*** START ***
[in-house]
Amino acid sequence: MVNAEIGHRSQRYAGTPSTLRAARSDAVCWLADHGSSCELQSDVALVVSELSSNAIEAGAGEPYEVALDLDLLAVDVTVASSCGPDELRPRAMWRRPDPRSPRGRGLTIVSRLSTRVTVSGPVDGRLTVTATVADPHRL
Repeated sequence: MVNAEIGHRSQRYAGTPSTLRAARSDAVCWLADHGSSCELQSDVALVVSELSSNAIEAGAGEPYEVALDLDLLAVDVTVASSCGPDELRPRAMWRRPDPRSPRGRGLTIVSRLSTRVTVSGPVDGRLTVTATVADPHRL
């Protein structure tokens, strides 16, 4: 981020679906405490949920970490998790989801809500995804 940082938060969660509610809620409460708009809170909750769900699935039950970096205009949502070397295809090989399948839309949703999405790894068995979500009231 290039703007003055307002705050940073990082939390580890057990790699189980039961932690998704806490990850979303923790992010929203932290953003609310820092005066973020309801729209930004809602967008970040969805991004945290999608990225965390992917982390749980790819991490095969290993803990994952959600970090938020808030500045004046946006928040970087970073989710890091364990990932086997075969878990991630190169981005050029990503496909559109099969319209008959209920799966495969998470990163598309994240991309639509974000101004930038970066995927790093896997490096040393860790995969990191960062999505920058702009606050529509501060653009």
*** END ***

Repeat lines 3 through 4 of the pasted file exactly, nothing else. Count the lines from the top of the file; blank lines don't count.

Repeated sequence: MVNAEIGHRSQRYAGTPSTLRAARSDAVCWLADHGSSCELQSDVALVVSELSSNAIEAGAGEPYEVALDLDLLAVDVTVASSCGPDELRPRAMWRRPDPRSPRGRGLTIVSRLSTRVTVSGPVDGRLTVTATVADPHRL
């Protein structure tokens, strides 16, 4: 981020679906405490949920970490998790989801809500995804 940082938060969660509610809620409460708009809170909750769900699935039950970096205009949502070397295809090989399948839309949703999405790894068995979500009231 290039703007003055307002705050940073990082939390580890057990790699189980039961932690998704806490990850979303923790992010929203932290953003609310820092005066973020309801729209930004809602967008970040969805991004945290999608990225965390992917982390749980790819991490095969290993803990994952959600970090938020808030500045004046946006928040970087970073989710890091364990990932086997075969878990991630190169981005050029990503496909559109099969319209008959209920799966495969998470990163598309994240991309639509974000101004930038970066995927790093896997490096040393860790995969990191960062999505920058702009606050529509501060653009």